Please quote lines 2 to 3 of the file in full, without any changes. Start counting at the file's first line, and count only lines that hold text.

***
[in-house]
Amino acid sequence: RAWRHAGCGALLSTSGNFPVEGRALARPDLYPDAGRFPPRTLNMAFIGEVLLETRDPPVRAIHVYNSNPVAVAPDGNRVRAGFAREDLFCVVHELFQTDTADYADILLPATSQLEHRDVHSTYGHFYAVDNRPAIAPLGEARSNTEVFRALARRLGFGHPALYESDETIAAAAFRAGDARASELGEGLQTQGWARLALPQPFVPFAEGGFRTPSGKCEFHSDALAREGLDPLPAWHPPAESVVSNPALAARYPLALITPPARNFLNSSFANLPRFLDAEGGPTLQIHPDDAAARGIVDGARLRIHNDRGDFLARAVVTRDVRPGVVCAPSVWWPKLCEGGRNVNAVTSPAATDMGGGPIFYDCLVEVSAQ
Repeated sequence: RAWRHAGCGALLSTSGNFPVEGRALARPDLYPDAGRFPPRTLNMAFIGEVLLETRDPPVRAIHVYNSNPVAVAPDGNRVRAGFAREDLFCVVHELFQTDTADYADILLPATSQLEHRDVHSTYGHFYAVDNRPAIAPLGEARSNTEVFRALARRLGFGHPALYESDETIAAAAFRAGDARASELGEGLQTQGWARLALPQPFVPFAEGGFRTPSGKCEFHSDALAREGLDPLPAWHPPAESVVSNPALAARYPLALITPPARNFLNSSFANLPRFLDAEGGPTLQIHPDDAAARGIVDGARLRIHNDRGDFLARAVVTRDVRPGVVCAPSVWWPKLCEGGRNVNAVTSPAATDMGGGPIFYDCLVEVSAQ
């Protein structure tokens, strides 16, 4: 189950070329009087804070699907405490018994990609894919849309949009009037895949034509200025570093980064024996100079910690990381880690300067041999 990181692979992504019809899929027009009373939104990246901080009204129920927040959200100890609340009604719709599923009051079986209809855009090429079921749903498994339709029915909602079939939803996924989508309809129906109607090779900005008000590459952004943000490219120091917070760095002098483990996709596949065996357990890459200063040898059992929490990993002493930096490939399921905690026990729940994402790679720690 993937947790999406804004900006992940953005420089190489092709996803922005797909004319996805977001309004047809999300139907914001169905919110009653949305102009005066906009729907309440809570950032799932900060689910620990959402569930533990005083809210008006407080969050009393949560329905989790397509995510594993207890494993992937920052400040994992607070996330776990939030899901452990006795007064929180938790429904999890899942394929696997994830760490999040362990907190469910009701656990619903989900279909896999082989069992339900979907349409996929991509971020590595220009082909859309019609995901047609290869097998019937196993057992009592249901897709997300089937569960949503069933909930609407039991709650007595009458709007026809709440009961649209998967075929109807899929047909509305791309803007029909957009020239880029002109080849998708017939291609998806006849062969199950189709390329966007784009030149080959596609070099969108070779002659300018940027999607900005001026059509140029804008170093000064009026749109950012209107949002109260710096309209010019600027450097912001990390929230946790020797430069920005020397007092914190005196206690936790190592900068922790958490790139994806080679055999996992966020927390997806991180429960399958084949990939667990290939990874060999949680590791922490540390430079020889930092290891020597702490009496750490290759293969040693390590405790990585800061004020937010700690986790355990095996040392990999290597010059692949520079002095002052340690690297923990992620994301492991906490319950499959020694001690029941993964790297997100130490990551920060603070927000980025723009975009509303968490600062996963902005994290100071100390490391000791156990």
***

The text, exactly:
Amino acid sequence: RAWRHAGCGALLSTSGNFPVEGRALARPDLYPDAGRFPPRTLNMAFIGEVLLETRDPPVRAIHVYNSNPVAVAPDGNRVRAGFAREDLFCVVHELFQTDTADYADILLPATSQLEHRDVHSTYGHFYAVDNRPAIAPLGEARSNTEVFRALARRLGFGHPALYESDETIAAAAFRAGDARASELGEGLQTQGWARLALPQPFVPFAEGGFRTPSGKCEFHSDALAREGLDPLPAWHPPAESVVSNPALAARYPLALITPPARNFLNSSFANLPRFLDAEGGPTLQIHPDDAAARGIVDGARLRIHNDRGDFLARAVVTRDVRPGVVCAPSVWWPKLCEGGRNVNAVTSPAATDMGGGPIFYDCLVEVSAQ
Repeated sequence: RAWRHAGCGALLSTSGNFPVEGRALARPDLYPDAGRFPPRTLNMAFIGEVLLETRDPPVRAIHVYNSNPVAVAPDGNRVRAGFAREDLFCVVHELFQTDTADYADILLPATSQLEHRDVHSTYGHFYAVDNRPAIAPLGEARSNTEVFRALARRLGFGHPALYESDETIAAAAFRAGDARASELGEGLQTQGWARLALPQPFVPFAEGGFRTPSGKCEFHSDALAREGLDPLPAWHPPAESVVSNPALAARYPLALITPPARNFLNSSFANLPRFLDAEGGPTLQIHPDDAAARGIVDGARLRIHNDRGDFLARAVVTRDVRPGVVCAPSVWWPKLCEGGRNVNAVTSPAATDMGGGPIFYDCLVEVSAQ